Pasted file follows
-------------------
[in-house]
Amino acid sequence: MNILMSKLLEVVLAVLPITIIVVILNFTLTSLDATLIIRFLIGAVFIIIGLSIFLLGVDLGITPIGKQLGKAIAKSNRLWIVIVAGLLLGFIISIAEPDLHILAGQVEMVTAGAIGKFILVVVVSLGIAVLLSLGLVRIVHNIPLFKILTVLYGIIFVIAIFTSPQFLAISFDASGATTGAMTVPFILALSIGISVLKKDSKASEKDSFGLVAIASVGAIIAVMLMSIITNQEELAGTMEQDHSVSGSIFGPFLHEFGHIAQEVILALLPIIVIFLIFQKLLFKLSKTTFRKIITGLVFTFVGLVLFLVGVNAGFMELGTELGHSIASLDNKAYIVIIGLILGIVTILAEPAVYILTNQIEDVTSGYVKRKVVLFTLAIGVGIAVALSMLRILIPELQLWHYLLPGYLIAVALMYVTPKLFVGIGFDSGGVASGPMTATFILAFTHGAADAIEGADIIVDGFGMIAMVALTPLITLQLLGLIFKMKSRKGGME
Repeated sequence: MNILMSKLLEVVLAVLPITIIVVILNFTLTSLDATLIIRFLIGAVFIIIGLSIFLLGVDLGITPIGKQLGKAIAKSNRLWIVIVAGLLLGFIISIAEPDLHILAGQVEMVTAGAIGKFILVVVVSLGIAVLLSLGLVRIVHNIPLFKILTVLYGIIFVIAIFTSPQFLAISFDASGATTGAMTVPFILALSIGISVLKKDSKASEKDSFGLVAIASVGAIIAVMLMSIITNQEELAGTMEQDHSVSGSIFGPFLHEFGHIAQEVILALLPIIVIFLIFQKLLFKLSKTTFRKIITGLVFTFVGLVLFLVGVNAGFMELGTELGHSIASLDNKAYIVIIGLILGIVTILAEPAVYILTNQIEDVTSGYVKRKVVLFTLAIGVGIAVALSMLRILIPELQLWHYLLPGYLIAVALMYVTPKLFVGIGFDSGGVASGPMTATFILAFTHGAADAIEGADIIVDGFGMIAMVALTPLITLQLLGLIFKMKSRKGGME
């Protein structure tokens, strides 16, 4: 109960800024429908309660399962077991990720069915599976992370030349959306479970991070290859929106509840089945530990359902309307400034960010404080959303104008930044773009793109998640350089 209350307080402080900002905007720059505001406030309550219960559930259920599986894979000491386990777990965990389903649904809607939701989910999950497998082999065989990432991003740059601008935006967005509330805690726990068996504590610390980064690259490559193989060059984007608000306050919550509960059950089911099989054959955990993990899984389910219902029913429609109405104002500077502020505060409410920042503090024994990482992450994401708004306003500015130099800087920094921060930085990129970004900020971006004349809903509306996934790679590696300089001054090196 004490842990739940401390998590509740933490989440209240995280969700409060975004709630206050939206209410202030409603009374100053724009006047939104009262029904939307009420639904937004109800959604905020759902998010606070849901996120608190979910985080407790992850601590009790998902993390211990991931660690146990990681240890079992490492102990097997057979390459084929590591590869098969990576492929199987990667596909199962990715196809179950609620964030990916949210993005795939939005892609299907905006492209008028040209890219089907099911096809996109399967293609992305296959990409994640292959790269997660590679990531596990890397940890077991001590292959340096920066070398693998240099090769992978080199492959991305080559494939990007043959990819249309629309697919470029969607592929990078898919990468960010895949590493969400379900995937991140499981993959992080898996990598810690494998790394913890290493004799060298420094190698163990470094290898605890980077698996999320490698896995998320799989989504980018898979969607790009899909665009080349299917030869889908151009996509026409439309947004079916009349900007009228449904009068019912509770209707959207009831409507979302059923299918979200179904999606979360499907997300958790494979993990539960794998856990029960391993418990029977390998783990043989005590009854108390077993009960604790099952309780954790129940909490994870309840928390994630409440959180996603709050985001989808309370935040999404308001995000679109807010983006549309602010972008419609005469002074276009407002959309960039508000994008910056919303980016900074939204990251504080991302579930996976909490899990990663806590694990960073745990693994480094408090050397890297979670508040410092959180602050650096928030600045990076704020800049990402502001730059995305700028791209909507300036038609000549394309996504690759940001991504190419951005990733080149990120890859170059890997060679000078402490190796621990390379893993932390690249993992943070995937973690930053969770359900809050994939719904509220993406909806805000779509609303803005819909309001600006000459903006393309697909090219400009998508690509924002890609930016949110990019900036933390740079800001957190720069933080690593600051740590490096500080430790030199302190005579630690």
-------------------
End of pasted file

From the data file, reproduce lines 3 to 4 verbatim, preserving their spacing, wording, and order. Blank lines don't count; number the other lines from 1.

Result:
Repeated sequence: MNILMSKLLEVVLAVLPITIIVVILNFTLTSLDATLIIRFLIGAVFIIIGLSIFLLGVDLGITPIGKQLGKAIAKSNRLWIVIVAGLLLGFIISIAEPDLHILAGQVEMVTAGAIGKFILVVVVSLGIAVLLSLGLVRIVHNIPLFKILTVLYGIIFVIAIFTSPQFLAISFDASGATTGAMTVPFILALSIGISVLKKDSKASEKDSFGLVAIASVGAIIAVMLMSIITNQEELAGTMEQDHSVSGSIFGPFLHEFGHIAQEVILALLPIIVIFLIFQKLLFKLSKTTFRKIITGLVFTFVGLVLFLVGVNAGFMELGTELGHSIASLDNKAYIVIIGLILGIVTILAEPAVYILTNQIEDVTSGYVKRKVVLFTLAIGVGIAVALSMLRILIPELQLWHYLLPGYLIAVALMYVTPKLFVGIGFDSGGVASGPMTATFILAFTHGAADAIEGADIIVDGFGMIAMVALTPLITLQLLGLIFKMKSRKGGME
């Protein structure tokens, strides 16, 4: 109960800024429908309660399962077991990720069915599976992370030349959306479970991070290859929106509840089945530990359902309307400034960010404080959303104008930044773009793109998640350089 209350307080402080900002905007720059505001406030309550219960559930259920599986894979000491386990777990965990389903649904809607939701989910999950497998082999065989990432991003740059601008935006967005509330805690726990068996504590610390980064690259490559193989060059984007608000306050919550509960059950089911099989054959955990993990899984389910219902029913429609109405104002500077502020505060409410920042503090024994990482992450994401708004306003500015130099800087920094921060930085990129970004900020971006004349809903509306996934790679590696300089001054090196 004490842990739940401390998590509740933490989440209240995280969700409060975004709630206050939206209410202030409603009374100053724009006047939104009262029904939307009420639904937004109800959604905020759902998010606070849901996120608190979910985080407790992850601590009790998902993390211990991931660690146990990681240890079992490492102990097997057979390459084929590591590869098969990576492929199987990667596909199962990715196809179950609620964030990916949210993005795939939005892609299907905006492209008028040209890219089907099911096809996109399967293609992305296959990409994640292959790269997660590679990531596990890397940890077991001590292959340096920066070398693998240099090769992978080199492959991305080559494939990007043959990819249309629309697919470029969607592929990078898919990468960010895949590493969400379900995937991140499981993959992080898996990598810690494998790394913890290493004799060298420094190698163990470094290898605890980077698996999320490698896995998320799989989504980018898979969607790009899909665009080349299917030869889908151009996509026409439309947004079916009349900007009228449904009068019912509770209707959207009831409507979302059923299918979200179904999606979360499907997300958790494979993990539960794998856990029960391993418990029977390998783990043989005590009854108390077993009960604790099952309780954790129940909490994870309840928390994630409440959180996603709050985001989808309370935040999404308001995000679109807010983006549309602010972008419609005469002074276009407002959309960039508000994008910056919303980016900074939204990251504080991302579930996976909490899990990663806590694990960073745990693994480094408090050397890297979670508040410092959180602050650096928030600045990076704020800049990402502001730059995305700028791209909507300036038609000549394309996504690759940001991504190419951005990733080149990120890859170059890997060679000078402490190796621990390379893993932390690249993992943070995937973690930053969770359900809050994939719904509220993406909806805000779509609303803005819909309001600006000459903006393309697909090219400009998508690509924002890609930016949110990019900036933390740079800001957190720069933080690593600051740590490096500080430790030199302190005579630690």